Immigrants have been and will continue to be a major source of U.S. housing demand and were critical to the recovery of housing markets after the 2009 recession, according to a report published by the ULI Terwilliger Center for Housing.Read More
With Denver’s population expanding from about 470,000 in 1990 to 700,000 today, many longtime residents in some gentrifying neighborhoods find it difficult to remain as rents, home prices, and property taxes climb. How do communities in other U.S. cities provide for both lower-income families and local culture while being revitalized?
The ULI Terwilliger Center for Housing is examining the housing characteristics and residential location choices of the America’s foreign-born population to better understand the impact that immigrants could have on local housing markets.
According to the latest forecast from the Joint Center for Housing Studies at Harvard University, spending on home improvements is projected to strengthen in the majority of America’s largest metro areas in 2017, with many markets in the East and Midwest expected to post double-digit annual growth. The residential remodeling market reached a record high of $340 billion in 2015—surpassing its previous peak in 2007—and is projected to increase 2 percent per year on average through 2025 after adjusting for inflation.
Los Angeles is now the top city in Marcus & Millichap’s National Multifamily Index, moving up 11 spots from a year earlier. The move was fueled by a forecast for further tightening in vacancy and minimal supply growth. Robust job growth pushed Seattle-Tacoma seven spots higher to place second on the list.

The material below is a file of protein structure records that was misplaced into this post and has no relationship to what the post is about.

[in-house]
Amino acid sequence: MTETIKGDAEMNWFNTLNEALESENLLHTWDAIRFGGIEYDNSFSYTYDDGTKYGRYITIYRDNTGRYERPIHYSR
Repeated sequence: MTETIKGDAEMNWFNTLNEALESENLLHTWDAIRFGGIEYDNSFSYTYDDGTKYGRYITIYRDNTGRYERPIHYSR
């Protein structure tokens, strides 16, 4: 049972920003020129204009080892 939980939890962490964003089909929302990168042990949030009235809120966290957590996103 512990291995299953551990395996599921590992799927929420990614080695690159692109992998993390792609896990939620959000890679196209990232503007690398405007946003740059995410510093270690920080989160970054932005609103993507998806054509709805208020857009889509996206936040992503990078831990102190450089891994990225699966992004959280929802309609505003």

The low-income housing tax credit (LIHTC) has helped house millions, and it remains a vital driver of development. The 30-year track record of the LIHTC offers compelling evidence that affordable housing is good business, a stable asset class, and a strong driver of economic activity and neighborhood improvement.
As the Denver metropolitan area has topped 3 million residents, potentially accelerating toward 4 million, a sustainable land use template for future mobility and economic, social, and environmental health is emerging within the framework of the 122-mile (196 km) FasTracks rail and bus rapid transit network, which includes expansion with five new transit lines this year. A ULI Colorado event in early November attracted participants from Colorado and beyond to tour various transit-oriented development sites and hear about lessons learned and future trends.
A new report from the ULI Terwilliger Center says that U.S. suburban housing markets are well positioned to remain preferred places to live and work over the coming decades, even as urban cores and downtown neighborhoods continue to attract new residents.
With no end in sight to the boom in urban and close-in suburban multifamily housing construction, developers are eager for ways to save money on ever-increasing land and construction costs. Experts speaking at the 2016 ULI Fall Meeting said that reducing parking requirements and increasing use wood-frame construction for buildings up to five stories could help keep costs in check.
South Quarter IV, a housing development in Minneapolis, has been selected by the ULI Terwilliger Center for Housing as the winner of the 2016 Jack Kemp Excellence in Affordable and Workforce Housing Award.